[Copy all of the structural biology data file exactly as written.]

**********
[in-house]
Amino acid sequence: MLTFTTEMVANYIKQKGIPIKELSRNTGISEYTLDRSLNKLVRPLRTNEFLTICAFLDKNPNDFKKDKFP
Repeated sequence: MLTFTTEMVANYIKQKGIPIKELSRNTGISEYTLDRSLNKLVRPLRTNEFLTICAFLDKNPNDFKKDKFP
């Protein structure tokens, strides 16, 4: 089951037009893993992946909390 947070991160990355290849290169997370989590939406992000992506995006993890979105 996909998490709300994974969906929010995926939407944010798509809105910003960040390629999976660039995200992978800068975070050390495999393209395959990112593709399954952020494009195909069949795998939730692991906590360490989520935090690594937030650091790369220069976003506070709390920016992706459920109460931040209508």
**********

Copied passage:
[in-house]
Amino acid sequence: MLTFTTEMVANYIKQKGIPIKELSRNTGISEYTLDRSLNKLVRPLRTNEFLTICAFLDKNPNDFKKDKFP
Repeated sequence: MLTFTTEMVANYIKQKGIPIKELSRNTGISEYTLDRSLNKLVRPLRTNEFLTICAFLDKNPNDFKKDKFP
């Protein structure tokens, strides 16, 4: 089951037009893993992946909390 947070991160990355290849290169997370989590939406992000992506995006993890979105 996909998490709300994974969906929010995926939407944010798509809105910003960040390629999976660039995200992978800068975070050390495999393209395959990112593709399954952020494009195909069949795998939730692991906590360490989520935090690594937030650091790369220069976003506070709390920016992706459920109460931040209508």